I guess it was time. Maps are getting harder and harder to find. Although, after a couple of weeks with “Naggy” (as we’ve named it), I’m still not fully sold on our new Garmin GPS. I think it’s really more that I resent needing it… but deep inside, I know that it’s become a necessity in today’s world.
Living this simple (and modest) lifestyle these days, we’re always on our guard against acquiring things. After all, when you’re living in a van, you just don’t have room for extra “stuff.” What we do have has to be deliberate, functional and practical.
Granted, by most people’s standards, a GPS falls in that category.
We decided on a lower-end version of the GPS, as we really don’t care about all the bells and whistles. (Remember, we’re aiming for a simplified lifestyle… not one filled with modern complications.) We wanted something that would: 1) tell us where we are if we get lost, 2) help us find our way to our destination. That’s all we needed. Of course, it came with a few other features, but we haven’t really used them yet.
Our first experience with “Naggy” was a bit frustrating, but offered some good “lessons.” First off, it didn’t come with instructions. It would seem that you have to download the instruction manual from the web. Now, that might not seem like a big deal to most people. But, we were on the road when we bought it. We don’t have “fancy phones” so our internet access is limited. To say that this was frustrating is a bit of an understatement.
First lesson: If you’re buying an electronic item while traveling, plan to have/find internet access shortly thereafter (if you’d like to have the instruction manual available).
Our next destination was a free camping spot near Pensacola. The campground’s a park on Florida Fish & Wildlife land, and we weren’t sure what it was going to be like. Additionally, we weren’t yet comfortable with the GPS. So we did some internet research ahead of time, and noted the GPS coordinates for the campground.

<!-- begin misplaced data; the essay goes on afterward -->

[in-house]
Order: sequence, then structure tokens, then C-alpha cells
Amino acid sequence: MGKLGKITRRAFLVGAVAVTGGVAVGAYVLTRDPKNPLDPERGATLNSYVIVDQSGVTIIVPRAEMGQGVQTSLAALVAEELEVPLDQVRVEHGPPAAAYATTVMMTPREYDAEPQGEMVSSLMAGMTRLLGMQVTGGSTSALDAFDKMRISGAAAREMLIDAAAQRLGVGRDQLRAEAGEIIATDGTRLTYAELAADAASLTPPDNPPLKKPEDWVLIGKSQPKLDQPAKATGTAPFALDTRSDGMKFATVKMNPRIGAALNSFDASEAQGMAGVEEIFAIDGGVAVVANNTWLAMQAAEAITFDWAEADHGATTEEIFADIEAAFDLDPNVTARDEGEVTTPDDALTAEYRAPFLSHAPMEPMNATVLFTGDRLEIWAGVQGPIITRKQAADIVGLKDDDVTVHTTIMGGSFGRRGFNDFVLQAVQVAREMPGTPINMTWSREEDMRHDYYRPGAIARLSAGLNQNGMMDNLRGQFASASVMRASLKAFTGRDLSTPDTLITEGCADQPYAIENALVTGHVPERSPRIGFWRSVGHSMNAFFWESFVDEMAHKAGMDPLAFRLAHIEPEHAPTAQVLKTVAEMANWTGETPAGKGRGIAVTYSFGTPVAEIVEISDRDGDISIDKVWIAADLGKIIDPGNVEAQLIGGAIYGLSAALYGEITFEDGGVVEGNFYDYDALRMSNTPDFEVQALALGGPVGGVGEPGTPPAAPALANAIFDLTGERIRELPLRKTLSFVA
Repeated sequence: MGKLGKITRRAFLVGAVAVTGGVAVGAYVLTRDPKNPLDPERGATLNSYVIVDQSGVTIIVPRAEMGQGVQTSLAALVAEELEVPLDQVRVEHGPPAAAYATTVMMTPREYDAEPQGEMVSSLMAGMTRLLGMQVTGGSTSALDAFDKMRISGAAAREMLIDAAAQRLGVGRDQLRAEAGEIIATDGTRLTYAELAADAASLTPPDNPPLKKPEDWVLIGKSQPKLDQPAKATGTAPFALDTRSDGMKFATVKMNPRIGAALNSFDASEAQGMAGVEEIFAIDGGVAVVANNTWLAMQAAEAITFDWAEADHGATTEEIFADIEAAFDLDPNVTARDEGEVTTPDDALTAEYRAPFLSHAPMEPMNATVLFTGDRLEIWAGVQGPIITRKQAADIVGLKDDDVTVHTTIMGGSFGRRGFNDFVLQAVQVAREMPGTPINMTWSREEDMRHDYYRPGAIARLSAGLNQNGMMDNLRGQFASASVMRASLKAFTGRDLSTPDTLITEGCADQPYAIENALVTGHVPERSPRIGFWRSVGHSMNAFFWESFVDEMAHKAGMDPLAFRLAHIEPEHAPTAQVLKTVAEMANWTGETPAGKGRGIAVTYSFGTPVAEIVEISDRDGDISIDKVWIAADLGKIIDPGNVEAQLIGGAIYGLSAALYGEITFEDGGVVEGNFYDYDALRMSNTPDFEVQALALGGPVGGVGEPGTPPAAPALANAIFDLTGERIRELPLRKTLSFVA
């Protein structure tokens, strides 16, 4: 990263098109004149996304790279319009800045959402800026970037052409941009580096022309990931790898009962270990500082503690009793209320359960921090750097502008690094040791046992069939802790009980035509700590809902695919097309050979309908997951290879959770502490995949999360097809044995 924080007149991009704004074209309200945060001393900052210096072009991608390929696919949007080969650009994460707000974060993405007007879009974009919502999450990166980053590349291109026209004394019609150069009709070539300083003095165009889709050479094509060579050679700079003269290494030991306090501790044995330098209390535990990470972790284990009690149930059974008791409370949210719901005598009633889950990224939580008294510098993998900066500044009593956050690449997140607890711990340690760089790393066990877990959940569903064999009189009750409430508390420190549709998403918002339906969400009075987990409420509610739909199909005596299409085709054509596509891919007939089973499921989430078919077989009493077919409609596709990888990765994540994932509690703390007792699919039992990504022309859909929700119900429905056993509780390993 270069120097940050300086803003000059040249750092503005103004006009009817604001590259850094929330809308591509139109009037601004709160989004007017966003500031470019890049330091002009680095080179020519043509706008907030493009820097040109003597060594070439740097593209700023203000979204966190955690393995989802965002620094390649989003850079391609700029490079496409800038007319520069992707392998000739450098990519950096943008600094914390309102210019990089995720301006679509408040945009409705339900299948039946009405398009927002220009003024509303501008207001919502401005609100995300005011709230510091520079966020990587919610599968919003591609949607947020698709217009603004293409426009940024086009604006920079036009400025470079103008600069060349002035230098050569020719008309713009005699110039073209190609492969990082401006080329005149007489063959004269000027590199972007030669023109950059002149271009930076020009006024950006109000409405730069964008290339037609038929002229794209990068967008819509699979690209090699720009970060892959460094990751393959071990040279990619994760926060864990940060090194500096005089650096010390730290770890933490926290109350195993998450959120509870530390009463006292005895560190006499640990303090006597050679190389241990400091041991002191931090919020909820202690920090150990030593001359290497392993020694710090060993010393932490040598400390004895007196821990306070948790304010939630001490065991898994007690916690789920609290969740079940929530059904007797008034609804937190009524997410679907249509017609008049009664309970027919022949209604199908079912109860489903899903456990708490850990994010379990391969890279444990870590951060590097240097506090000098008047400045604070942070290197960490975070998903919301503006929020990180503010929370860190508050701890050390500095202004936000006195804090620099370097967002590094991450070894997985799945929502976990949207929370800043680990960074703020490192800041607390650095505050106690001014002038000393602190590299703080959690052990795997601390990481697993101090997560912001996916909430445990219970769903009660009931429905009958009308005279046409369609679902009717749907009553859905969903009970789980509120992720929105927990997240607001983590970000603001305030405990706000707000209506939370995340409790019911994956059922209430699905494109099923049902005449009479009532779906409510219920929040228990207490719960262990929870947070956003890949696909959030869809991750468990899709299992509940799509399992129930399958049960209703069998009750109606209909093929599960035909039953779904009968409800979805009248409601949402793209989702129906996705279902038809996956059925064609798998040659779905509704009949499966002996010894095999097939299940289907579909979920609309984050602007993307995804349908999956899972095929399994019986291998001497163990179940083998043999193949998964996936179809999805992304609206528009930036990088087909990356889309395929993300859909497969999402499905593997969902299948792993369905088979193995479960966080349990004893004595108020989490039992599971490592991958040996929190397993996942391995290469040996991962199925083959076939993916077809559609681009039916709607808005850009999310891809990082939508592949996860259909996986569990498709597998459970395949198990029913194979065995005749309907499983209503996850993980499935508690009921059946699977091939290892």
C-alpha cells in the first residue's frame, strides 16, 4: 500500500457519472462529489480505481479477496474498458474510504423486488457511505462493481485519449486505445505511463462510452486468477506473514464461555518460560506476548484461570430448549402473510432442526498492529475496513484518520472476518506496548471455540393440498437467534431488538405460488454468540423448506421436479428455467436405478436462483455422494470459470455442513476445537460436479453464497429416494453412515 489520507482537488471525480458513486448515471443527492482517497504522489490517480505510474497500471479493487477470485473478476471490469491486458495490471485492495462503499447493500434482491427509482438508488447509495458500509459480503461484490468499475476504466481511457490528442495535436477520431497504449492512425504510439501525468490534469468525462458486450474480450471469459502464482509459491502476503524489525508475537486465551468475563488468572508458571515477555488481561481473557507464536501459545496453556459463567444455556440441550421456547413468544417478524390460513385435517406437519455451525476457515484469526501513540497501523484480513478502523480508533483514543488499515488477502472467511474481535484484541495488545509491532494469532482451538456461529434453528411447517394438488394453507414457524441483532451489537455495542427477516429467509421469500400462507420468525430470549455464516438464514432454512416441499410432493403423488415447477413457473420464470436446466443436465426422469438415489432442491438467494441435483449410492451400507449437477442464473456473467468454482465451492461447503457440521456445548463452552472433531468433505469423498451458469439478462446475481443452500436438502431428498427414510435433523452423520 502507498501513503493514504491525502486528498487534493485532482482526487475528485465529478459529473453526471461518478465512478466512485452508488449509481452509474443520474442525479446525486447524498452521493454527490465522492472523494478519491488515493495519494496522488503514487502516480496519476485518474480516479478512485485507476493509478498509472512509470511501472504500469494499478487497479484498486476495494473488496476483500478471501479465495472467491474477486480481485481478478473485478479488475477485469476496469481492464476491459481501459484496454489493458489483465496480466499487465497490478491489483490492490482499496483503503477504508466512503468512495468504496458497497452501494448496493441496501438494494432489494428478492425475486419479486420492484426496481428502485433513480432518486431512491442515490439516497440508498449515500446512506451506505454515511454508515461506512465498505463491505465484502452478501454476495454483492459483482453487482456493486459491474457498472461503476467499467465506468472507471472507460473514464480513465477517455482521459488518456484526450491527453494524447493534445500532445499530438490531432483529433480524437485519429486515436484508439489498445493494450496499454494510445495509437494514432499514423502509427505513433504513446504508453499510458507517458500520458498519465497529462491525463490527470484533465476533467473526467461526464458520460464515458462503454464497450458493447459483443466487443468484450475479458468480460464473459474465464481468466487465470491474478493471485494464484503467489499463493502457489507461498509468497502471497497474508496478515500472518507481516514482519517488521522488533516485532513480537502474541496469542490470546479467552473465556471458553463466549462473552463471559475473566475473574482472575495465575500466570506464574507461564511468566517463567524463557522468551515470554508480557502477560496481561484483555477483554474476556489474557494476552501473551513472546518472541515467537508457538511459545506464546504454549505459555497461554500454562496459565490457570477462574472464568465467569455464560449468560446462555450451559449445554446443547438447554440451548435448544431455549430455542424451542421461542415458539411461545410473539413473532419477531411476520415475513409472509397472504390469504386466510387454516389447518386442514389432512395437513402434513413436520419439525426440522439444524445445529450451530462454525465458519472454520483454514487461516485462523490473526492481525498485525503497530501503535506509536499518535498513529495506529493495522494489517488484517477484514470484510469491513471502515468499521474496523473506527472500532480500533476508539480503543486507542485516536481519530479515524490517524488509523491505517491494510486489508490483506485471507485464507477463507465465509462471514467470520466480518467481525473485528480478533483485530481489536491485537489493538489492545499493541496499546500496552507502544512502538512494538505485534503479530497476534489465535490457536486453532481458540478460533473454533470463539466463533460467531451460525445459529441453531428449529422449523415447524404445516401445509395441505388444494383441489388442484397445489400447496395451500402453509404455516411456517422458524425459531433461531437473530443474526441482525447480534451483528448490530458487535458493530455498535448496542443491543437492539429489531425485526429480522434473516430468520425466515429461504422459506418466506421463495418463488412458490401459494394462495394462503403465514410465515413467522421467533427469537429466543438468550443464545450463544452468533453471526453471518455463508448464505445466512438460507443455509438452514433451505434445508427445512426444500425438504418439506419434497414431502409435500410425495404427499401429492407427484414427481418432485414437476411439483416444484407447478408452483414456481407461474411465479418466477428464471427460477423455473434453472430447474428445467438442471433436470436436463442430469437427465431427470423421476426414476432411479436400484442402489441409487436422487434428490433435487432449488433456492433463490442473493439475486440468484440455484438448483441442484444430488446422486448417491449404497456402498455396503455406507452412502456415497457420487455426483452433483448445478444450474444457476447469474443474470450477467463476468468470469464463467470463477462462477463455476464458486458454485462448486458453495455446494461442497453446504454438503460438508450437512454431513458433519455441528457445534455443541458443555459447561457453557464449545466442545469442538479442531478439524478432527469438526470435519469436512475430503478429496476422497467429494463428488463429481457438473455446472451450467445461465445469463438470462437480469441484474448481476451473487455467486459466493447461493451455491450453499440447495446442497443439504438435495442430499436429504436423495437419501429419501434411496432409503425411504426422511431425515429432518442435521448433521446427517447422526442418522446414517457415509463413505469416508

As a backup, we wrote down actual directions from the free camping website that introduced us to the campground. We’re so very glad we did. By the time we were near the campground, it was dark. The main road nearest to the campground was under construction and wasn’t well lit. Access to the side roads was sketchy, to say the least. Our GPS kept trying to rout us to roads that weren’t there, or that we couldn’t get to.
So, we followed the written directions instead. Once off the main road, the secondary road was packed sand. The GPS still tried to route us through side roads – but these roads were unmaintained and sandy. (Keep in mind that this driving was all happening after dark in an area we’d not been before. ) Had we taken any of those routes, I’m convinced we would’ve ended up stuck in in the sand in a remote section of the jungle (in the middle of the night). This is what earned it the name “Naggy.”
Lesson Two: It’s a good idea to have backup (written) directions, especially if you’re traveling to a remote area that’s unfamiliar.
Lesson Three: Don’t just follow the GPS’s instructions blindly. Assess the situation. They’re not always right. If what it’s directing you to do looks questionable or risky, you might consider an alternate route.
All that said, we have used the GPS more, and have found it handy under most circumstances. I don’t like Naggy, but I’m glad we have it.
BUT, we still (and will likely always) prefer printed maps. Our favorite is by far the Delorme Gazetter maps (one map book per state). Click the image below for pricing and info.
They’re very detailed and have nearly every road you could imagine shown for the entire state. We’re working on acquiring a full set, based on the states we travel to. (But that’s going to take a while.) Plus, with so many printed items going “out of print,” we want to have a set before they disappear. They’re a good backup, and give you confidence and a sense of independence when you’re on the road.